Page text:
In a typical content creator's multi-tasking workflow of using Adobe Premiere to edit a video sequence and exporting it out while importing images and editing them in Adobe Lightroom Classic, Intel's test run of this flow showed a 29% performance uplift using Intel's Core i9-12900K versus the Core i9-11900K when these tasks were run serially. However, when both tasks were run concurrently and to better utilise the combined 24 threads processing capability of the Core i9-12900K, the outcome was 47% faster than its predecessor:-

Click to view a larger image. (Image source: Intel)

Are you excited yet? We know we are, and we can't wait to share our test findings on the evening of 4th November when the NDA ends.


Is that also why Intel says it's the world's best gaming processor?

Pretty much so. Intel tested a wide swath of games and genres, and across the board, many get 10% to nearly 30% performance uplift gen-on-gen:-

Click to view a larger image. (Image source: Intel)

Of course, they also tested their Core i9-12900K against the Ryzen 9 5950X to qualify their 'word's best' description. While we all know that the better comparison should be against the Ryzen 9 5900X when it comes down to gaming, the Core i9-12900K still managed quite a good standing. For more accuracy, stay tuned to our review next week. Till then, here's Intel's comparison:-

Click to view a larger image. (Image source: Intel)

Intel also ran a live demo for media like us to assess how two similarly configured machines - one with a Core i9-12900K and the other with a Core i9-11900K processor - to run a game of Mount & Blade II: Bannerlord, while also streaming and recording the session simultaneously using OBS software. The result was a much higher and smoother recorded stream with hardly any dropped frames, whereas the previous generation's Rocket Lake-S struggled at times to keep with dropped frames observed.  Here's a slide to capture our experience in a snapshot:-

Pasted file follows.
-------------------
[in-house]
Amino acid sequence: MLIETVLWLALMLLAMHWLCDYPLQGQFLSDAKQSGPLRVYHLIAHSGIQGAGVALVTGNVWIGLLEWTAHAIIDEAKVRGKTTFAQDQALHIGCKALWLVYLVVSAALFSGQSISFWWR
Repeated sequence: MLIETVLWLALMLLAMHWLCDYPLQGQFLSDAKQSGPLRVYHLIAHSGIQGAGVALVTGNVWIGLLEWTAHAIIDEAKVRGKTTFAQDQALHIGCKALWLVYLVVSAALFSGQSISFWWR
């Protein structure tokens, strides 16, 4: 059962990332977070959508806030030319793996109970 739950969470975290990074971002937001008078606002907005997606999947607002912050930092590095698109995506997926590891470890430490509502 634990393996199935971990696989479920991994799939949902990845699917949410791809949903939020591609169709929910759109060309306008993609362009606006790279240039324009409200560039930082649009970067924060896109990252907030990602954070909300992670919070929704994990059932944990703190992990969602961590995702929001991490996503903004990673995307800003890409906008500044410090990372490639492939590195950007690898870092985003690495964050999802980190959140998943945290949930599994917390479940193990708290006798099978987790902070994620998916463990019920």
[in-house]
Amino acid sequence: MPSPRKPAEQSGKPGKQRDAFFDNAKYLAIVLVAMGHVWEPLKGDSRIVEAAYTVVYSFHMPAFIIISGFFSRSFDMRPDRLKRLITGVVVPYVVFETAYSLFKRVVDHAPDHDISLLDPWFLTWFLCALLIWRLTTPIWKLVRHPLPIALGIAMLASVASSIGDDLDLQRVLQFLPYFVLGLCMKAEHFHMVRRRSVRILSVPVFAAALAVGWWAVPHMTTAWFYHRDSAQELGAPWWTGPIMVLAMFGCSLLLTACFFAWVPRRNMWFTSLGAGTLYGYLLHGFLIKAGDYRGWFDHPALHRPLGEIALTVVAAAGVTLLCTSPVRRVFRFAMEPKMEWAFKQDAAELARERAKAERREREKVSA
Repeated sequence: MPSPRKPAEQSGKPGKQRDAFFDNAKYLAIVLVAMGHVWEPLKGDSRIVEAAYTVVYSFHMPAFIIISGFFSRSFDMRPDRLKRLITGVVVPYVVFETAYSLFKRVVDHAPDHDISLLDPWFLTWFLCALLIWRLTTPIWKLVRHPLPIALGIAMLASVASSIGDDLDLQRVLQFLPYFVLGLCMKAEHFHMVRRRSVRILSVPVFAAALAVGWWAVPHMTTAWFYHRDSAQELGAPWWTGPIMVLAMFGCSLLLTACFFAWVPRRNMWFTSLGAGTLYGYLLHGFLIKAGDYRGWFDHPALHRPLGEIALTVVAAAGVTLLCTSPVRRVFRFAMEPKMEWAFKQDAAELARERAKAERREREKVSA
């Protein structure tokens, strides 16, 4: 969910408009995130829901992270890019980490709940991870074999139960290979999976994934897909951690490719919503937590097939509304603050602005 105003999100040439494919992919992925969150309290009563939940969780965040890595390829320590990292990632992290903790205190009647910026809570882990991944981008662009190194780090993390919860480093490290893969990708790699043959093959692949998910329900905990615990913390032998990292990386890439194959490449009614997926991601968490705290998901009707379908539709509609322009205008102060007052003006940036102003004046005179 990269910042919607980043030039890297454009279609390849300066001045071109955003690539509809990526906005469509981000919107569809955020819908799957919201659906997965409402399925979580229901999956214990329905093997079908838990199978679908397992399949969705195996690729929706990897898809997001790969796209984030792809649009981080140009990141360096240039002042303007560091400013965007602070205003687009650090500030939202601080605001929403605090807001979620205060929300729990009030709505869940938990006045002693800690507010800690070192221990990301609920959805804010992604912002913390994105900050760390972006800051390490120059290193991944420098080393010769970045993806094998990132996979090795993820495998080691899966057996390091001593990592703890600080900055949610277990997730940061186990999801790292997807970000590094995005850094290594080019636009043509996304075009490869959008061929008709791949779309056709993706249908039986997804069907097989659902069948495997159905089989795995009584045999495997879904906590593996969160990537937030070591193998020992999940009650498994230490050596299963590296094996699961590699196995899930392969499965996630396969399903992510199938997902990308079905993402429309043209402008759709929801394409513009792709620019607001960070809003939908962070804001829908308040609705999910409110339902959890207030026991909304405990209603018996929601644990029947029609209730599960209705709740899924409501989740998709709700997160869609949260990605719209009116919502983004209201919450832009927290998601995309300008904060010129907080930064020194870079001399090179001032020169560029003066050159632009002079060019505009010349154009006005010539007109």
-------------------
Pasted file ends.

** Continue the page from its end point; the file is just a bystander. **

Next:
Click to view a larger image. (Image source: Intel)

Clearly, the hybrid architecture is the reason for these multi-tasking gains without any increased power draw.

The companion chipset - Intel Z690, and more

We're not entirely done yet talking about the 12th Gen Core processor, and there's a boatload of enhancements in the overclocking department which we'll cover in a separate article. To round off this report, we'll briefly introduce the new Intel Z690 chipset, the first in the Intel 600 series and the most important to work hand-in-hand with the top-end 12th Gen Core unlocked processors.

The new Intel Z690 companion chipset. Click to view more details.

Though the new processor's capabilities like DDR5 and PCIe 5.0 necessitate a brand new motherboard, the Intel Z690 extends the unlocked 12th Gen Core processor's capabilities with enhanced overclocking support and maximising system capability and responsiveness. The Intel Z690 does this through support for up to 12 PCIe Gen 4.0 lanes and 16 PCIe Gen 3.0 lanes, doubling the x8 DMI throughput from Gen 3.0 to 4.0, and increased bandwidth with up to quad USB 3.2 Gen 2x2 (20G) ports

Interestingly and for the first time, Intel is bringing Intel Volume Management Device (VMD) to PC chipsets to simplify storage control by allowing direct control and management of NVMe-based SSDs from the PCIe bus without additional RAID controllers or other hardware adaptors. Initially designed for enterprise-grade management of NVMe SSDs connected to Intel Xeon CPUs, Intel VMD brings enterprise reliability, availability, and serviceability (RAS) features to NVMe SSDs, and it's now available on the Intel Z690 for enthusiasts too.

There's also the optional bits that some motherboard vendors might choose to pair to differentiate their offerings, such as Intel 2.5Gbps Ethernet capability, Intel Wi-Fi 6E and Intel Rapid Storage Technology (RST) to manage PCIe storage and RAID support as well as Intel Optane Memory to augment solid-state storage. These are par for the course since it has been introduced with Intel 10th Gen Core processors and Intel Z490 chipset as optional add-ons too.

Read Next: 12th Gen Core K-SKU: PC building considerations, Memory and Overclocking knobs